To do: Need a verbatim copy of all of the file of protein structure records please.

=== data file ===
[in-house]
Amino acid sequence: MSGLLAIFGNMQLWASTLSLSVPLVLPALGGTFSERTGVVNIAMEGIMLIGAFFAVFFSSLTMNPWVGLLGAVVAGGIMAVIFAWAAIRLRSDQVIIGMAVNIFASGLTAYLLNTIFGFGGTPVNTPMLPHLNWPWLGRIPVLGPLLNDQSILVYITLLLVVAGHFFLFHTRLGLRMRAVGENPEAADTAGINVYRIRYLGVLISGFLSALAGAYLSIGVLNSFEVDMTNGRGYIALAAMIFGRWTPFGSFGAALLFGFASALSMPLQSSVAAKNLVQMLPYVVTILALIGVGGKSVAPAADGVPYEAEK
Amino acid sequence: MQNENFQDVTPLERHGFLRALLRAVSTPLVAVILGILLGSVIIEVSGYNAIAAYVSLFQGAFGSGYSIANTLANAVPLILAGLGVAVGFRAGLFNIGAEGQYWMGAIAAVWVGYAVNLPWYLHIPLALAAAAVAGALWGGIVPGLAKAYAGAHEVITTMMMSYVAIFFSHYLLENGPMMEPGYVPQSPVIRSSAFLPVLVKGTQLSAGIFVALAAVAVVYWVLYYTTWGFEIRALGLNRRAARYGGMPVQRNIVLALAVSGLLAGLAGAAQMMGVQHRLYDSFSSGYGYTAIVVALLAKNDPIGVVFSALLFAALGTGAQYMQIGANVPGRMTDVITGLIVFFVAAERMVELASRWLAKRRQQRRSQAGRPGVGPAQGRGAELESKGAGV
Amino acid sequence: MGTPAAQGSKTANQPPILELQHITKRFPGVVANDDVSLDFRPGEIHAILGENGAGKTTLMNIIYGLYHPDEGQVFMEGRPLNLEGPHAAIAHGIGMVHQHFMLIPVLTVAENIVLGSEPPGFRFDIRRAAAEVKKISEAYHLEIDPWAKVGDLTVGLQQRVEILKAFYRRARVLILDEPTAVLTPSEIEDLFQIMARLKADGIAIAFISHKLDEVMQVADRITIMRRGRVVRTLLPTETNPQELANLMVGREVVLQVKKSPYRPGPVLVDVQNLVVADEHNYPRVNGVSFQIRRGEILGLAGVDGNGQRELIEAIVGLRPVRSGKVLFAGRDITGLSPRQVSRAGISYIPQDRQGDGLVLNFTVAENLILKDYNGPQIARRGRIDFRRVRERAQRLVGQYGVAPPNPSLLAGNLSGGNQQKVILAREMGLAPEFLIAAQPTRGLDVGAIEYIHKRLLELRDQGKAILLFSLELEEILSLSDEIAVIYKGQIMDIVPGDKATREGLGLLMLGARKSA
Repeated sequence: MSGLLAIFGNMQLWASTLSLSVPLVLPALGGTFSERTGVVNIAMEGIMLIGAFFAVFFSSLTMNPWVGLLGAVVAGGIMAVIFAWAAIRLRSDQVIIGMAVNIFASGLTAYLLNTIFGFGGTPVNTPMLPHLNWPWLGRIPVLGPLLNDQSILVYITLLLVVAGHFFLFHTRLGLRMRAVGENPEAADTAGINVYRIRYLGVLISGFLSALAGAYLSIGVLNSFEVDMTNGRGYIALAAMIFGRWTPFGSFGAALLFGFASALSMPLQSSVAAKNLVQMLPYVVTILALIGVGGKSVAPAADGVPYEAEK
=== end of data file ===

[in-house]
Amino acid sequence: MSGLLAIFGNMQLWASTLSLSVPLVLPALGGTFSERTGVVNIAMEGIMLIGAFFAVFFSSLTMNPWVGLLGAVVAGGIMAVIFAWAAIRLRSDQVIIGMAVNIFASGLTAYLLNTIFGFGGTPVNTPMLPHLNWPWLGRIPVLGPLLNDQSILVYITLLLVVAGHFFLFHTRLGLRMRAVGENPEAADTAGINVYRIRYLGVLISGFLSALAGAYLSIGVLNSFEVDMTNGRGYIALAAMIFGRWTPFGSFGAALLFGFASALSMPLQSSVAAKNLVQMLPYVVTILALIGVGGKSVAPAADGVPYEAEK
Amino acid sequence: MQNENFQDVTPLERHGFLRALLRAVSTPLVAVILGILLGSVIIEVSGYNAIAAYVSLFQGAFGSGYSIANTLANAVPLILAGLGVAVGFRAGLFNIGAEGQYWMGAIAAVWVGYAVNLPWYLHIPLALAAAAVAGALWGGIVPGLAKAYAGAHEVITTMMMSYVAIFFSHYLLENGPMMEPGYVPQSPVIRSSAFLPVLVKGTQLSAGIFVALAAVAVVYWVLYYTTWGFEIRALGLNRRAARYGGMPVQRNIVLALAVSGLLAGLAGAAQMMGVQHRLYDSFSSGYGYTAIVVALLAKNDPIGVVFSALLFAALGTGAQYMQIGANVPGRMTDVITGLIVFFVAAERMVELASRWLAKRRQQRRSQAGRPGVGPAQGRGAELESKGAGV
Amino acid sequence: MGTPAAQGSKTANQPPILELQHITKRFPGVVANDDVSLDFRPGEIHAILGENGAGKTTLMNIIYGLYHPDEGQVFMEGRPLNLEGPHAAIAHGIGMVHQHFMLIPVLTVAENIVLGSEPPGFRFDIRRAAAEVKKISEAYHLEIDPWAKVGDLTVGLQQRVEILKAFYRRARVLILDEPTAVLTPSEIEDLFQIMARLKADGIAIAFISHKLDEVMQVADRITIMRRGRVVRTLLPTETNPQELANLMVGREVVLQVKKSPYRPGPVLVDVQNLVVADEHNYPRVNGVSFQIRRGEILGLAGVDGNGQRELIEAIVGLRPVRSGKVLFAGRDITGLSPRQVSRAGISYIPQDRQGDGLVLNFTVAENLILKDYNGPQIARRGRIDFRRVRERAQRLVGQYGVAPPNPSLLAGNLSGGNQQKVILAREMGLAPEFLIAAQPTRGLDVGAIEYIHKRLLELRDQGKAILLFSLELEEILSLSDEIAVIYKGQIMDIVPGDKATREGLGLLMLGARKSA
Repeated sequence: MSGLLAIFGNMQLWASTLSLSVPLVLPALGGTFSERTGVVNIAMEGIMLIGAFFAVFFSSLTMNPWVGLLGAVVAGGIMAVIFAWAAIRLRSDQVIIGMAVNIFASGLTAYLLNTIFGFGGTPVNTPMLPHLNWPWLGRIPVLGPLLNDQSILVYITLLLVVAGHFFLFHTRLGLRMRAVGENPEAADTAGINVYRIRYLGVLISGFLSALAGAYLSIGVLNSFEVDMTNGRGYIALAAMIFGRWTPFGSFGAALLFGFASALSMPLQSSVAAKNLVQMLPYVVTILALIGVGGKSVAPAADGVPYEAEK